I was in a totally random situation having a totally random conversation with a totally random person I’ve met probably three times in my entire life.
That person randomly started talking about stuff he can’t believe someone would ever purchase. Something totally and completely useless and destined to turn into clutter.
His very best example?
A jerky gun.
Yeah. We totally have a jerky gun in our cabinet.
He couldn’t imagine why anyone would ever need one. But we need one. My husband uses it . . . to make jerky.
You pack it with ground meat and squeeze that meat out in flat, jerky-ish strips. Then you jerkify those strips until they’re jerky.
My husband loves that thing. We have had it for years, and he has used it so so many times. My kids love his jerky, and no matter how much he makes, it’s gone within days.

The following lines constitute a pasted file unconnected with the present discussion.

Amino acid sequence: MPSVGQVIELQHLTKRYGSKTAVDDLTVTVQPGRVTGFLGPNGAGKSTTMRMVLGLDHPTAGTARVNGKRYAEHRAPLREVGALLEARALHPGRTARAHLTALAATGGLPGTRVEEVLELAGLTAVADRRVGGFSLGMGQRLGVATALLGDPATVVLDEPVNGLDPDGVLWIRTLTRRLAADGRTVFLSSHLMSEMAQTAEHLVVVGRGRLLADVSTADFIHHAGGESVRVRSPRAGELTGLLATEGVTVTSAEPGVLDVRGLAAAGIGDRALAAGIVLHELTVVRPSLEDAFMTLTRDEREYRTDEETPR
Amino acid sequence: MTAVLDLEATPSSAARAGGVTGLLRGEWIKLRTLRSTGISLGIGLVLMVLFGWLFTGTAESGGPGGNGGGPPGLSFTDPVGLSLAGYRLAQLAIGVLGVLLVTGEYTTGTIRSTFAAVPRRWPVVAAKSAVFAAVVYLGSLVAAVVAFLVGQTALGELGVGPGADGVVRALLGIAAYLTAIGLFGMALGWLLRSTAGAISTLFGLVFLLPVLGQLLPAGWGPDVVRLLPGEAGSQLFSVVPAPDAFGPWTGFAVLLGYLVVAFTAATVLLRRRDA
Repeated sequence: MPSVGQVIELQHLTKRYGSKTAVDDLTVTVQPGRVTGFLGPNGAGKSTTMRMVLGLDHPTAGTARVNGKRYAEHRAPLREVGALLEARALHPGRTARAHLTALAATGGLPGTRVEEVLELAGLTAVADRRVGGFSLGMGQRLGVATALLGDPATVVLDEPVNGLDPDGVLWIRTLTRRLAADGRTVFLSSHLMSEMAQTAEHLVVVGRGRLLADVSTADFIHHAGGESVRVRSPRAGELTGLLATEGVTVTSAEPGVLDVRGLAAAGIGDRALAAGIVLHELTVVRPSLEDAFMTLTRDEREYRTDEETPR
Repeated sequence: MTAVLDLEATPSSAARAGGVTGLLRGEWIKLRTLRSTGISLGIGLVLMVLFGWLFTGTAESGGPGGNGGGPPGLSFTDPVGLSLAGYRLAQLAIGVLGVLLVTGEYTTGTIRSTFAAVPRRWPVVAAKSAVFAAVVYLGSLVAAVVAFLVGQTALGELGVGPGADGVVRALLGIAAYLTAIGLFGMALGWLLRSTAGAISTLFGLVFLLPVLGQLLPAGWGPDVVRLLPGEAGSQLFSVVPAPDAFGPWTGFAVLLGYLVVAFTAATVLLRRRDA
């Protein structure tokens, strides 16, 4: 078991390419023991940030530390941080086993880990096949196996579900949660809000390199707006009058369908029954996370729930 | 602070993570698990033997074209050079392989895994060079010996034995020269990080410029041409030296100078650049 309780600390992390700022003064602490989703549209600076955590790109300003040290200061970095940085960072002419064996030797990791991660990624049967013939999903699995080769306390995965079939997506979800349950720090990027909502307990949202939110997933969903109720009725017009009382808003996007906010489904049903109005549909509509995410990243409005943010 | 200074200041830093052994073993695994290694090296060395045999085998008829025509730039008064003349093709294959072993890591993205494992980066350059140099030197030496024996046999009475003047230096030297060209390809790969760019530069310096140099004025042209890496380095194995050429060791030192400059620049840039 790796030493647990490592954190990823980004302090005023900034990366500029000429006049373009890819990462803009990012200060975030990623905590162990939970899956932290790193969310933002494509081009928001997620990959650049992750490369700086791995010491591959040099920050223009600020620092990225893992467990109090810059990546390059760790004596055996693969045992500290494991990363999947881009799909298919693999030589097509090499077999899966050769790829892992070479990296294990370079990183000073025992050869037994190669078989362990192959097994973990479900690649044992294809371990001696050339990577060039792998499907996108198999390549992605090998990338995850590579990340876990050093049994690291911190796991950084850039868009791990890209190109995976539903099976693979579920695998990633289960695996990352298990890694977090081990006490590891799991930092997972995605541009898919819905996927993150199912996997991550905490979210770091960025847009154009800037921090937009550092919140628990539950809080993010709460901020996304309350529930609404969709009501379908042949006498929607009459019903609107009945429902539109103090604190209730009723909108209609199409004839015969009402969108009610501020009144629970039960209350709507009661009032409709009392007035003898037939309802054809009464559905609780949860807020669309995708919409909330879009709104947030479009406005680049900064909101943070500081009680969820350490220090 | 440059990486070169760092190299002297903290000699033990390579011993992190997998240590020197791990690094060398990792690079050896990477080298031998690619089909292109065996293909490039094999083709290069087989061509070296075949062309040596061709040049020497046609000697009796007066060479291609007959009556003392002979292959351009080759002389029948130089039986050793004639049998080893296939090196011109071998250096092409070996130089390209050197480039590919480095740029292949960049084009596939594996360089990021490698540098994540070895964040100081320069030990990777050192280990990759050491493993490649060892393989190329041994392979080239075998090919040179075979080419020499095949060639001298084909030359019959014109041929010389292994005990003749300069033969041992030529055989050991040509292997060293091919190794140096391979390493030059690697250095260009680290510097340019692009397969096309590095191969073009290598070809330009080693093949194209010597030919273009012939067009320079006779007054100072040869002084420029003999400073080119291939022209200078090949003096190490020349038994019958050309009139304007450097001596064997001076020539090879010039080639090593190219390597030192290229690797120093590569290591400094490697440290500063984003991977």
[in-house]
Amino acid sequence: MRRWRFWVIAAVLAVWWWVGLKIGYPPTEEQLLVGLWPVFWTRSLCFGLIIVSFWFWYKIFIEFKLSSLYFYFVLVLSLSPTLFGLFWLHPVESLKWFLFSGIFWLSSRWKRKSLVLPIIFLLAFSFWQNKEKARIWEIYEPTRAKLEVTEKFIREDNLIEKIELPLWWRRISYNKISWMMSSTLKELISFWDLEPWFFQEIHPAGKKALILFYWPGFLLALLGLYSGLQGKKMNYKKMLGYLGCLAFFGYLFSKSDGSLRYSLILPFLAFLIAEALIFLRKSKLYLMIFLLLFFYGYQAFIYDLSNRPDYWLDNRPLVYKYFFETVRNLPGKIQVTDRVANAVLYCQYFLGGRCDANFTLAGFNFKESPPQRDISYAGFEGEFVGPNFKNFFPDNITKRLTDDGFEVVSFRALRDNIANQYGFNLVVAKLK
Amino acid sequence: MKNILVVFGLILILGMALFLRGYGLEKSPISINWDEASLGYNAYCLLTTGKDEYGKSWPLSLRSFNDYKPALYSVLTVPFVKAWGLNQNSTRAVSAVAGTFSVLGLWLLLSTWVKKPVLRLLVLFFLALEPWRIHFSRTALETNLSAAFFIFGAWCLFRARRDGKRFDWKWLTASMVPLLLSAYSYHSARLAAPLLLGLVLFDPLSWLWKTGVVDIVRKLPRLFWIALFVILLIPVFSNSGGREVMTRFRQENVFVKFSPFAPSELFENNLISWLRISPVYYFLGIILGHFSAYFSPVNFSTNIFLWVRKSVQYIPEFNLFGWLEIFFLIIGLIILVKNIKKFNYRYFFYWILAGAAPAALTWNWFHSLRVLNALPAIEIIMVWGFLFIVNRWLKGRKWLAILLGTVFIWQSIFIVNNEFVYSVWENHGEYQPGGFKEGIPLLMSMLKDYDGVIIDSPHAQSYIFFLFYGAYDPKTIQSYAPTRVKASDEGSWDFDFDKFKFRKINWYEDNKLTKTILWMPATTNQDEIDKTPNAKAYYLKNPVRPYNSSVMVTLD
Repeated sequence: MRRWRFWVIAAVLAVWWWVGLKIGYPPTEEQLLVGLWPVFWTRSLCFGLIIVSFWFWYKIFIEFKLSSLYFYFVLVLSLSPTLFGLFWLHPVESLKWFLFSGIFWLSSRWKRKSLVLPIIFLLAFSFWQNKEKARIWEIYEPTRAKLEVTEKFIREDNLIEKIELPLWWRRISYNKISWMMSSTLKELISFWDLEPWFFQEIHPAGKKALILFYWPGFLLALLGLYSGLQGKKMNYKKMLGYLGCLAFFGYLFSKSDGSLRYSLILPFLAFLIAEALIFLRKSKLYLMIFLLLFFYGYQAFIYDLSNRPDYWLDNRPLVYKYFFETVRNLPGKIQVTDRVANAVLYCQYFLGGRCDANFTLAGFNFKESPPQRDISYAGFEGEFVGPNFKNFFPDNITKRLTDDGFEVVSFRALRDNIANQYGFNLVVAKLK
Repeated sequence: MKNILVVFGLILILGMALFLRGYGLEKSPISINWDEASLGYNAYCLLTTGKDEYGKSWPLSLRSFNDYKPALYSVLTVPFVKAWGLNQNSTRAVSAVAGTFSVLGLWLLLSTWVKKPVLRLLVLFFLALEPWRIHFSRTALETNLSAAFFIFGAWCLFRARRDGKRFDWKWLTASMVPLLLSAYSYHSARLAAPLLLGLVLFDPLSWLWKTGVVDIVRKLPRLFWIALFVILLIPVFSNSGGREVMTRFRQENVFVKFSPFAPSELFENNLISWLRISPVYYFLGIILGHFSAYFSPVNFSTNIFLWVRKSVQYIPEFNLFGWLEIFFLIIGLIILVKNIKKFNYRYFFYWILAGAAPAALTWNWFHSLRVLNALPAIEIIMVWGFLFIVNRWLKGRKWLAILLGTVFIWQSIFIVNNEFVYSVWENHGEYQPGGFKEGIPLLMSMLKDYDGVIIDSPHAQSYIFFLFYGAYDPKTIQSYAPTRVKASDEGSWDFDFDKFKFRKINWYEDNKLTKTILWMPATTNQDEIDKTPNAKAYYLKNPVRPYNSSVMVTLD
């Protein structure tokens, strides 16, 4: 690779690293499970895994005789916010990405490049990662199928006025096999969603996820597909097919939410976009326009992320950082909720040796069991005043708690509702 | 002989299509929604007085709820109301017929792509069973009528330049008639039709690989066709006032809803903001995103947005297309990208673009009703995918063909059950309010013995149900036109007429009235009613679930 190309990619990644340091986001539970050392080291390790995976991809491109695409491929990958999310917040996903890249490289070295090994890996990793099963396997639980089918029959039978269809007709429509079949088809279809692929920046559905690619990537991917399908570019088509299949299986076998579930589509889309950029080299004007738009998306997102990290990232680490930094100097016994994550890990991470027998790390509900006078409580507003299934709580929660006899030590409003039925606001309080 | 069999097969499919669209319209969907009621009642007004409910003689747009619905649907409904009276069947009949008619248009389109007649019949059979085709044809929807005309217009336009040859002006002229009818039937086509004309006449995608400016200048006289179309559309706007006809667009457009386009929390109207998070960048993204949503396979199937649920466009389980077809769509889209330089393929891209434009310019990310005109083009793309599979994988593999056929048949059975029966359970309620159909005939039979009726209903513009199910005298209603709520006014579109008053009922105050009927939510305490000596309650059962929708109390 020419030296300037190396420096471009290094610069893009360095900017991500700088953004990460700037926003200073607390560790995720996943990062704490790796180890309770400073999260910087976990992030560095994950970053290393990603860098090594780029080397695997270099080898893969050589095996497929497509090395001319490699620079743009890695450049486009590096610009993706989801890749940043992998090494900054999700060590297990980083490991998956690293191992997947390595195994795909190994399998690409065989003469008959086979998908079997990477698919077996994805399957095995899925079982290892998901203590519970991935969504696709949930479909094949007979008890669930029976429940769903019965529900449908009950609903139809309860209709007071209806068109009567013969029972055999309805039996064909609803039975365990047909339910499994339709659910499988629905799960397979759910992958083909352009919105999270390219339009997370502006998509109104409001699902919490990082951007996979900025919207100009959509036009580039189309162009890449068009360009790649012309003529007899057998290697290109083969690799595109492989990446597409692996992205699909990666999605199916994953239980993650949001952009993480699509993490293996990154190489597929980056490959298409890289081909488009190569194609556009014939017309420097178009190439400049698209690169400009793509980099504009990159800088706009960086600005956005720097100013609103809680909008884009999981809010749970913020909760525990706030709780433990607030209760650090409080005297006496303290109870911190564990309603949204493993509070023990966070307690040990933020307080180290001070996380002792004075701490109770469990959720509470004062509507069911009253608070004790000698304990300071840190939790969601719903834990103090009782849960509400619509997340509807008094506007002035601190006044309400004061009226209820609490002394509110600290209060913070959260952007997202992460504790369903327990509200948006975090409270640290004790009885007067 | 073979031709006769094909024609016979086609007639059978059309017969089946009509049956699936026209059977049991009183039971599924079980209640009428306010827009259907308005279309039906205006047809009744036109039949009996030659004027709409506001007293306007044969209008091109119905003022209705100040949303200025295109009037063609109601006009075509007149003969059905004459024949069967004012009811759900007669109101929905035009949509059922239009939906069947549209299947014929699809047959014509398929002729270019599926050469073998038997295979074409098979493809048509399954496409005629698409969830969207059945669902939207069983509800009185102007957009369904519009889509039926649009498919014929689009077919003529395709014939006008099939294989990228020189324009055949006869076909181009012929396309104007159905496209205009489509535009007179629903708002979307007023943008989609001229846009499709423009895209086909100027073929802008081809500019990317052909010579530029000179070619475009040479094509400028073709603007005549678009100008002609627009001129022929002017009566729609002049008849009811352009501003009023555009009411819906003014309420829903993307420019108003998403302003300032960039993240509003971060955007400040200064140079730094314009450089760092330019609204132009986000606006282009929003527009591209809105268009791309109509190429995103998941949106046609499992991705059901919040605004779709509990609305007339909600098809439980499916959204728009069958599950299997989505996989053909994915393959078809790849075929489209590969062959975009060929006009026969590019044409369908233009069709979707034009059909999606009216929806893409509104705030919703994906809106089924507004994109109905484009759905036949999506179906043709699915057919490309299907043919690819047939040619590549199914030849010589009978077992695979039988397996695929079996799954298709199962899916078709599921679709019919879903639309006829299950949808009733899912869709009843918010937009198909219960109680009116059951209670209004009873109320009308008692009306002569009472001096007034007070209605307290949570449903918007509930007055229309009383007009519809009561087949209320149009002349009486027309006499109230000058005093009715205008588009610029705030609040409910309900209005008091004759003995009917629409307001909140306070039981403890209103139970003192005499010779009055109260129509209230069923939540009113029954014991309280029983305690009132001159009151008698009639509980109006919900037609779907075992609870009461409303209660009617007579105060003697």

And y’all, have you priced jerky in the stores? That stuff ain’t cheap.
(Please note that I normally avoid using non-words like “ain’t,” but when talking about jerky and jerky guns, it feels right.)
So my point? Clutter is personal. If we use it consistently, even if not daily, it’s not clutter. If it’s a cool idea but we’ll never use it, it’s clutter.
Jerky-related affiliate links:
The jerky gun we have is out of stock on Amazon, when sold alone. But here it is with seasonings and a dehydrator. Proof that jerky is expensive (or a convenient link for those who’ve realized they will never make jerky but want to put in a stocking as a non-clutter stuffer).
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